Exploring the virtual medical universe
Despite the weak dollar, a growing number of Americans are traveling overseas for less expensive medical care. But there's another way to become a so-called medical tourist, without a passport, luggage, or even leaving your house, notes the October 2008 issue of the Harvard Health Letter. All you need for this version of medical globe-trotting is a computer, an Internet connection, and some curiosity.
If you want a refrigerator with a screen, might as well just stick an iPad on it. Samsung unveiled a smart refrigerator this summer that connects to wi-fi to help manage groceries and leave notes behind for family members.
In this Jan. 24, 1984, file photo, Steve Jobs, chairman of the board of Apple Computer, leans on the new "Macintosh" personal computer following a shareholder's meeting in Cupertino, Calif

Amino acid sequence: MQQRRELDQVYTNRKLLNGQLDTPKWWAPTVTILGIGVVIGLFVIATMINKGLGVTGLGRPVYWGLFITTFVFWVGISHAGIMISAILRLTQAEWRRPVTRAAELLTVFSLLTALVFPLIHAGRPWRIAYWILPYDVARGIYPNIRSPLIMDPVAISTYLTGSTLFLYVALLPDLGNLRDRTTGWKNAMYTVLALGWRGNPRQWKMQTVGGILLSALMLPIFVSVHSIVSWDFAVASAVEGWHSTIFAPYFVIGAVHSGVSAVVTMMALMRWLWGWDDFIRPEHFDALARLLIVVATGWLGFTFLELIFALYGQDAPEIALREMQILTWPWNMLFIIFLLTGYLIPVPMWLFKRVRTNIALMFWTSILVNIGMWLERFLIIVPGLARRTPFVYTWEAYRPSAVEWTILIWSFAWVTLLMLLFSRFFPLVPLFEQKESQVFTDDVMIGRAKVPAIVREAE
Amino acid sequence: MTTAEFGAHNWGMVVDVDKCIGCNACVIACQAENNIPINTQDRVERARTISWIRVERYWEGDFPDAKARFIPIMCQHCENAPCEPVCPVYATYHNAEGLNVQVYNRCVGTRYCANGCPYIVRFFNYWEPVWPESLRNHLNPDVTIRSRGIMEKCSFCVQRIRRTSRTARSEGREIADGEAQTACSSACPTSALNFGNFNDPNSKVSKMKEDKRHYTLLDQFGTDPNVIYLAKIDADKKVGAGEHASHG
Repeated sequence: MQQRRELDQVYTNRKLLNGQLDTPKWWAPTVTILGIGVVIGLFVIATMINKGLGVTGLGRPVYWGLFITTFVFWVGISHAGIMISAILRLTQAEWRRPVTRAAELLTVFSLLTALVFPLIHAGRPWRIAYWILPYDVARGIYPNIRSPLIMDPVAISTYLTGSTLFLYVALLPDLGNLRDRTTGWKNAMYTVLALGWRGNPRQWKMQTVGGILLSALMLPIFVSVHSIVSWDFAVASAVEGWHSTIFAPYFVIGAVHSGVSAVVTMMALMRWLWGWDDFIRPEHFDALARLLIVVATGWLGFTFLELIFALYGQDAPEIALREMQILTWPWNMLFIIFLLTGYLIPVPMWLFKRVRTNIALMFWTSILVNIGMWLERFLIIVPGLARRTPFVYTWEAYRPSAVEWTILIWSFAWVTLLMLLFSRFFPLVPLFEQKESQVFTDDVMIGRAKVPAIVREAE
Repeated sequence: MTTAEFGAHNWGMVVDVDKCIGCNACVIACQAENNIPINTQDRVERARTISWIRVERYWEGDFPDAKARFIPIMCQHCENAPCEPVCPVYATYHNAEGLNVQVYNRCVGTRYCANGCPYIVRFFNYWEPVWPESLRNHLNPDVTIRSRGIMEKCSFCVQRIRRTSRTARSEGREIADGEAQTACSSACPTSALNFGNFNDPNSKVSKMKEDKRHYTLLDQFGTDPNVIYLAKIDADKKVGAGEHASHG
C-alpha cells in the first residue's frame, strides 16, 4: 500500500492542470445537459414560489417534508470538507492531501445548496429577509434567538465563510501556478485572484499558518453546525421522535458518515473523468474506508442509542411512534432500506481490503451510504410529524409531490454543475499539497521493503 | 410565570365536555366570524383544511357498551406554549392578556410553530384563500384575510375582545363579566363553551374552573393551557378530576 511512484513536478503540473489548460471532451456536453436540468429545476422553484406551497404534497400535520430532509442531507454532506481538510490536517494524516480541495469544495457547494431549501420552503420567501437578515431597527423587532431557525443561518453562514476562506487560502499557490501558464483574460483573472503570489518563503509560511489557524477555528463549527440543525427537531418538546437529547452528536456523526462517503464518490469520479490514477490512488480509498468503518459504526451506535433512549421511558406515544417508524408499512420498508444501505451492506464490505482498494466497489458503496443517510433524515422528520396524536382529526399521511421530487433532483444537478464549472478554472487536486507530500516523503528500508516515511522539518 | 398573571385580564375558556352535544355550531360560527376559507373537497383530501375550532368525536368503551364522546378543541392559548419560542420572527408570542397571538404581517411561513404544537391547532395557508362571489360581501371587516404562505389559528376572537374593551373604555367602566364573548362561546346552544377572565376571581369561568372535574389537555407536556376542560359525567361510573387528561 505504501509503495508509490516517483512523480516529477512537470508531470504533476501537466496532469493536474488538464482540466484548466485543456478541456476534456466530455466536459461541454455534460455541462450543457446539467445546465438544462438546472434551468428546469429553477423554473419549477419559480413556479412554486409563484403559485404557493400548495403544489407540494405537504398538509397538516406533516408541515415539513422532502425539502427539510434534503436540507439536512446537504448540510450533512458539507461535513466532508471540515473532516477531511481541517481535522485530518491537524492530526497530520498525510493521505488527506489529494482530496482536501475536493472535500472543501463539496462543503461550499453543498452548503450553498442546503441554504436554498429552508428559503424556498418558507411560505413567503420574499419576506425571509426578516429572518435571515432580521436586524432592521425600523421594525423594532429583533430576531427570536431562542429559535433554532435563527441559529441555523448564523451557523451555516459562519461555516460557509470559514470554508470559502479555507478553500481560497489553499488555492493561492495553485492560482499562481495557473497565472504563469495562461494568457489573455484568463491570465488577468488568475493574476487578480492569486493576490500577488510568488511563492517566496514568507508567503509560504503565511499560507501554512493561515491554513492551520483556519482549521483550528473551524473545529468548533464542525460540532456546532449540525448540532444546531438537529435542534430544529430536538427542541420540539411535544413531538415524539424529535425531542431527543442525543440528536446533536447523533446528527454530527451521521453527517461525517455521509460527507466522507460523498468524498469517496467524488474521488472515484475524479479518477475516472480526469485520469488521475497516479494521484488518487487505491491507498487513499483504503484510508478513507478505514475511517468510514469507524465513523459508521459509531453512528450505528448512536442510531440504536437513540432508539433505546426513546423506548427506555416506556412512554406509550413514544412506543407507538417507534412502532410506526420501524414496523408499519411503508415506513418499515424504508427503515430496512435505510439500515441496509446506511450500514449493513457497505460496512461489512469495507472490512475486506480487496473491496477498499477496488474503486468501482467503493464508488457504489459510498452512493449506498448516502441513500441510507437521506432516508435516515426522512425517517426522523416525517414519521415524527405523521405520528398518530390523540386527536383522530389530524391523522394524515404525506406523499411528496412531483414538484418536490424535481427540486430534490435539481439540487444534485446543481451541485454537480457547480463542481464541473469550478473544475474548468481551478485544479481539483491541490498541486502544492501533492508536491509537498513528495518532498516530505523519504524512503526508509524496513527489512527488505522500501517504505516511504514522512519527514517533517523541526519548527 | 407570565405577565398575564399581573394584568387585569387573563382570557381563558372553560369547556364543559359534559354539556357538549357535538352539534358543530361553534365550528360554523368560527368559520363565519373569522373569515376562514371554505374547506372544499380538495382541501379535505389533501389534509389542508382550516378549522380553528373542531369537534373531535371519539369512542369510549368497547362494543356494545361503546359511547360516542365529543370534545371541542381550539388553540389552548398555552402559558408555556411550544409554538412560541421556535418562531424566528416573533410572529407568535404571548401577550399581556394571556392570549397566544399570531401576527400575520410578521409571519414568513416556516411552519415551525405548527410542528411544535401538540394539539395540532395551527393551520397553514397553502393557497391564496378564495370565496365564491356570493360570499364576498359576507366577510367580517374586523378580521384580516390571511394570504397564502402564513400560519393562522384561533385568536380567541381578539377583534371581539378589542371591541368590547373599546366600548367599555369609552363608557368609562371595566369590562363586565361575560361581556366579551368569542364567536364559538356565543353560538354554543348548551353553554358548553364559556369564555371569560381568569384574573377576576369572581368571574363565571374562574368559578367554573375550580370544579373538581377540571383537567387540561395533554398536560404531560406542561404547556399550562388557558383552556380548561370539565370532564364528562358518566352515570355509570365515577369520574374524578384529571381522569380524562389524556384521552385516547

Bedrooms are up a curving staircase. A loft-like library overlooks the central atrium. Walls of glass in the master suite and its en-suite bathroom take in acres of marshland. The suite opens to a sun deck on the water side of the house. Both other bedrooms also have en-suite bathrooms. The lower level is finished as a gym, with a half bath and a garage with space for several cars.
The central bank last year spent more than six months signaling its intent to wean the economy off a third round of bond-buying, and the prospect upset markets at just about every turn. Now it's only in the first stage of that process.